With hundreds of different savings products out there, we know that trying to make sense of saving can be overwhelming. It’s important to do your research into what products offer the best solutions for your needs - but first, you need to start with a solid foundation of knowledge.
We’ve put together this guide to help you understand the different types of savings funds: what’s available, what type of fund suits what type of purpose, and how each type works. Leave any questions in the comments - and get saving!
At PensionBee, we think setting up an emergency fund is a vital part of anyone’s financial health. We all encounter emergencies, last-minute problems, or unexpected obstacles to overcome. Emergency funds ensure that we have the means to deal with these things before they get out of hand.
The main feature of a savings fund for emergencies is that it needs to be easily accessible. We can’t foresee sudden problems so an emergency fund needs to be available when you need it.
Look for savings funds that allow instant or easy access to your money. Choosing a savings account for your emergency fund, instead of using a current account, will likely get you a better interest rate. Importantly, using a savings account also helps you to keep your emergency money in your emergency account - so you know you’ll spend the money on real emergencies and not on that takeaway when you can’t be bothered to cook dinner!
Regular savings accounts require you to make monthly minimum payments. They tend to offer better interest rates than standard savings accounts or current accounts. They could be helpful in building up a savings fund, if you’re sure you can meet the minimum requirements.
Regular savings accounts have a bunch of rules associated with them that determine when you can take money out, what happens if you miss a payment, and if you’re eligible to set one up, so be sure to research your options.
Regular savings accounts require monthly payments
Many regular accounts will convert into standard savings accounts after twelve months.
In general, regular savings accounts are good for short-term saving where you’re not looking to access your money for a year or so. This makes them useful for holiday funds or similar goals where you want to build up a pot relatively quickly.
Saving for retirement is important but how do you get started? Savings funds for retirement should be equipped to deal with long-term saving. You want to make sure that you can’t accidentally eat away at your retirement fund, which means keeping that money safe in a separate fund to your current account, until you’re ready to use it.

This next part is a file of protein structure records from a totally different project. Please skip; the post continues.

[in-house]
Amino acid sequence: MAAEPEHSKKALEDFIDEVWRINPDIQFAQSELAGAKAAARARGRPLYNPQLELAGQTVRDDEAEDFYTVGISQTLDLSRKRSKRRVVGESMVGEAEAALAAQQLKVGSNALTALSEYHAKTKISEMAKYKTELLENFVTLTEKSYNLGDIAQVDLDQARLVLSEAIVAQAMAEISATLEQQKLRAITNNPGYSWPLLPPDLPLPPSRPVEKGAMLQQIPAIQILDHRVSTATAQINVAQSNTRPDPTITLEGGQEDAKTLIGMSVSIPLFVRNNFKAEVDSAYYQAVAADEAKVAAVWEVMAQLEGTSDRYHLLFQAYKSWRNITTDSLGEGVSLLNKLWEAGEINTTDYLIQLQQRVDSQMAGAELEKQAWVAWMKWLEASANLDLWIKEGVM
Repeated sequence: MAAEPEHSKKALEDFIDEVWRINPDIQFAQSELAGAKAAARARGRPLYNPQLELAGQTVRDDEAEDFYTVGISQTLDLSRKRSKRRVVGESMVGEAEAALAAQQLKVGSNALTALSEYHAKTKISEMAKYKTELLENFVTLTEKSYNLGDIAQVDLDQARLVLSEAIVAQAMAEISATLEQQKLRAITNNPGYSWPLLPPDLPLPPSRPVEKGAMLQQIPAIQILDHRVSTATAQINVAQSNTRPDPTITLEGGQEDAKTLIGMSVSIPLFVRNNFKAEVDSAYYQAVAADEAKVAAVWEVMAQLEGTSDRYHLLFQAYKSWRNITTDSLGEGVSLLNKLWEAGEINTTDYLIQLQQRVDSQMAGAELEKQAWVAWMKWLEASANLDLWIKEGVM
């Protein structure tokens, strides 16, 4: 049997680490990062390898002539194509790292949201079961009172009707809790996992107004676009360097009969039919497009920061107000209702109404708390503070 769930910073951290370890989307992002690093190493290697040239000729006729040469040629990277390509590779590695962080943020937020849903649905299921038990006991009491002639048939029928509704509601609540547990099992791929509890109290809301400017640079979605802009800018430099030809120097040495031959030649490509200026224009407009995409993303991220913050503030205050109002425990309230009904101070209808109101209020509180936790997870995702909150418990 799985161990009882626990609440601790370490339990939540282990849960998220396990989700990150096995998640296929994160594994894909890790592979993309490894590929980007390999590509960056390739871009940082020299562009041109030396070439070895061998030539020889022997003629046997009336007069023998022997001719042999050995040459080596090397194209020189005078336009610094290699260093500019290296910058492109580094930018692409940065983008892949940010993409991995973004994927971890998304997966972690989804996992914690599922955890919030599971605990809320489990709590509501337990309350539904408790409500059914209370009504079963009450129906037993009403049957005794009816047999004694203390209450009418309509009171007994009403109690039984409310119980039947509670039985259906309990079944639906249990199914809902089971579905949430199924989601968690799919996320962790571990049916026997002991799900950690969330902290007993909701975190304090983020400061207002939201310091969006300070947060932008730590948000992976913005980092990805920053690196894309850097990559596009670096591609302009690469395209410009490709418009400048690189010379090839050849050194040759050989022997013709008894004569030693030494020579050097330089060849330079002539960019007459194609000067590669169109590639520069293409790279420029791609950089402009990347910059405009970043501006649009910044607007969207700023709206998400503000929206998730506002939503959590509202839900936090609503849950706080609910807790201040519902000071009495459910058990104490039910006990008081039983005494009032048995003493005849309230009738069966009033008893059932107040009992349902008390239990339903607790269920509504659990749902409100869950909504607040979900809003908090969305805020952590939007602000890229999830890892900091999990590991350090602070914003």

Pensions remain a good option for retirement savings. Pensions are long-term investments that can be tailored to your retirement needs. Best of all, pensions come with 25% tax top ups from HMRC on your contributions. In addition, if you have a workplace pension, your contributions are normally matched by your employer which could help you save even more.
If you’ve had a previous workplace pension or two, you might also be able to consolidate them into a single plan that’s easier to manage. Pensions can seem confusing but here at PensionBee, we know they’re really quite simple once you understand them! So be sure to do your research and pick an option that works best for you.
The Lifetime ISA is a new savings product designed to help people achieve one of two common life goals: buying a house and retiring.
The Lifetime ISA, also called LISA, is a tax-free savings product designed for these goals only.
The LISA can be used to buy your first home or for retirement
In fact, if you use the money in your LISA on anything other than your first home or your retirement, you’ll be charged.
LISAs offer a tax bonus on your contributions but does come with an annual limit, like all ISAs. Restrictions apply on when and how you can use your savings on your first home or your retirement. To find out more about LISAs and see how they stack up to pensions, check out our guide.
There are other types of ISA, which stands for Individual Savings Account. ISAs are tax-free and come with annual limits on how much you can deposit into your ISA per year. Due to the tax benefits, ISAs are popular options for a variety of savings needs.
Cash ISAs are a cash savings fund. There are lots of accounts available for Cash ISAs with some offering fixed-rate interest (in return for limited withdrawals) and others offering instant access. Be sure to shop around to find one that suits your needs.
Stocks and Shares ISAs are investment funds that come with the same tax benefits as other ISAs. If you’re a parent, you might be interested in a Junior ISA for your child. You can pay into a Junior ISA, up to £4,128 each year, as long as your child is under 18 years old.
There are lots of different ISAs for different purposes
For people looking to buy a home, the Help to Buy ISA might be a good choice, as the government will top up your contributions (up to a limit) and if you’re buying with a partner, they can also get a Help to Buy ISA.
You could also use a LISA to buy your first home - the main differences between these two products are that Help to Buy has a smaller annual allowance and greater restrictions on the types of house you can use it to buy. Check the restrictions on each type of ISA if you want to use one to buy your first home.
There are a lot of different ISA options out there to suit a variety of needs. Have a think about your savings goals and compare products to see what works best for you.
Have you got a better idea of the types of savings funds that would suit you? Let us know if we missed anything in the comments below.
Risk warning As always with pensions, your capital is at risk. The value of your investment can go down as well as up, and you may get back less than you invest. This information should not be regarded as financial advice.